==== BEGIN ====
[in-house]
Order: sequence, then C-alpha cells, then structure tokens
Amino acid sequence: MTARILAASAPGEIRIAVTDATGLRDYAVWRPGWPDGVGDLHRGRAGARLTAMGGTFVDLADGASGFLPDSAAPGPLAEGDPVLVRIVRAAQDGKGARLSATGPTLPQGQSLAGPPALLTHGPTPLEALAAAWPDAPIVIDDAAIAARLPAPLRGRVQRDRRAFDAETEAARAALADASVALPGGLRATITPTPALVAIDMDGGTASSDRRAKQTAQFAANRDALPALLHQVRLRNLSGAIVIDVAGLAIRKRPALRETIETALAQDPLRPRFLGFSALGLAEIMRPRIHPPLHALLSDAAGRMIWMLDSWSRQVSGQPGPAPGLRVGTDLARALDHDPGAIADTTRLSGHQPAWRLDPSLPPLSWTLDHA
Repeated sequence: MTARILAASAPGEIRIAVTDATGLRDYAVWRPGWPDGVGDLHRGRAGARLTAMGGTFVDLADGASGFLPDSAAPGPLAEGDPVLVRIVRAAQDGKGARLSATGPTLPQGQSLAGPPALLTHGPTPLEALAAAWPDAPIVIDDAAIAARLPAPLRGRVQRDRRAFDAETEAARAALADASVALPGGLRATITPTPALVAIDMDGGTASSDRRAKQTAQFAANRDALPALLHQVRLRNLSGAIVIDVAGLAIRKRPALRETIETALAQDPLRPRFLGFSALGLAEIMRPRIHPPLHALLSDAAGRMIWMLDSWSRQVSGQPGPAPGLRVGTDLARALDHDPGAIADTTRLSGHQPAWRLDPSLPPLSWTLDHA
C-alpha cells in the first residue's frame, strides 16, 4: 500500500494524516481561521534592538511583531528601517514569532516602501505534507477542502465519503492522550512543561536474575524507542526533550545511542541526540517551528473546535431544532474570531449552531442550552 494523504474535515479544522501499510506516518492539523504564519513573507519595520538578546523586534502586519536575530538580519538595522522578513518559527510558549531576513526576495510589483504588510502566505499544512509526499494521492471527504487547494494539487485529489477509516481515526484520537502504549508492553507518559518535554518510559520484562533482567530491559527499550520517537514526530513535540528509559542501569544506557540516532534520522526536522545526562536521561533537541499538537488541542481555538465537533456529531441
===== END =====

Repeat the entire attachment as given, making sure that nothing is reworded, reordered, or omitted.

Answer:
[in-house]
Order: sequence, then C-alpha cells, then structure tokens
Amino acid sequence: MTARILAASAPGEIRIAVTDATGLRDYAVWRPGWPDGVGDLHRGRAGARLTAMGGTFVDLADGASGFLPDSAAPGPLAEGDPVLVRIVRAAQDGKGARLSATGPTLPQGQSLAGPPALLTHGPTPLEALAAAWPDAPIVIDDAAIAARLPAPLRGRVQRDRRAFDAETEAARAALADASVALPGGLRATITPTPALVAIDMDGGTASSDRRAKQTAQFAANRDALPALLHQVRLRNLSGAIVIDVAGLAIRKRPALRETIETALAQDPLRPRFLGFSALGLAEIMRPRIHPPLHALLSDAAGRMIWMLDSWSRQVSGQPGPAPGLRVGTDLARALDHDPGAIADTTRLSGHQPAWRLDPSLPPLSWTLDHA
Repeated sequence: MTARILAASAPGEIRIAVTDATGLRDYAVWRPGWPDGVGDLHRGRAGARLTAMGGTFVDLADGASGFLPDSAAPGPLAEGDPVLVRIVRAAQDGKGARLSATGPTLPQGQSLAGPPALLTHGPTPLEALAAAWPDAPIVIDDAAIAARLPAPLRGRVQRDRRAFDAETEAARAALADASVALPGGLRATITPTPALVAIDMDGGTASSDRRAKQTAQFAANRDALPALLHQVRLRNLSGAIVIDVAGLAIRKRPALRETIETALAQDPLRPRFLGFSALGLAEIMRPRIHPPLHALLSDAAGRMIWMLDSWSRQVSGQPGPAPGLRVGTDLARALDHDPGAIADTTRLSGHQPAWRLDPSLPPLSWTLDHA
C-alpha cells in the first residue's frame, strides 16, 4: 500500500494524516481561521534592538511583531528601517514569532516602501505534507477542502465519503492522550512543561536474575524507542526533550545511542541526540517551528473546535431544532474570531449552531442550552 494523504474535515479544522501499510506516518492539523504564519513573507519595520538578546523586534502586519536575530538580519538595522522578513518559527510558549531576513526576495510589483504588510502566505499544512509526499494521492471527504487547494494539487485529489477509516481515526484520537502504549508492553507518559518535554518510559520484562533482567530491559527499550520517537514526530513535540528509559542501569544506557540516532534520522526536522545526562536521561533537541499538537488541542481555538465537533456529531441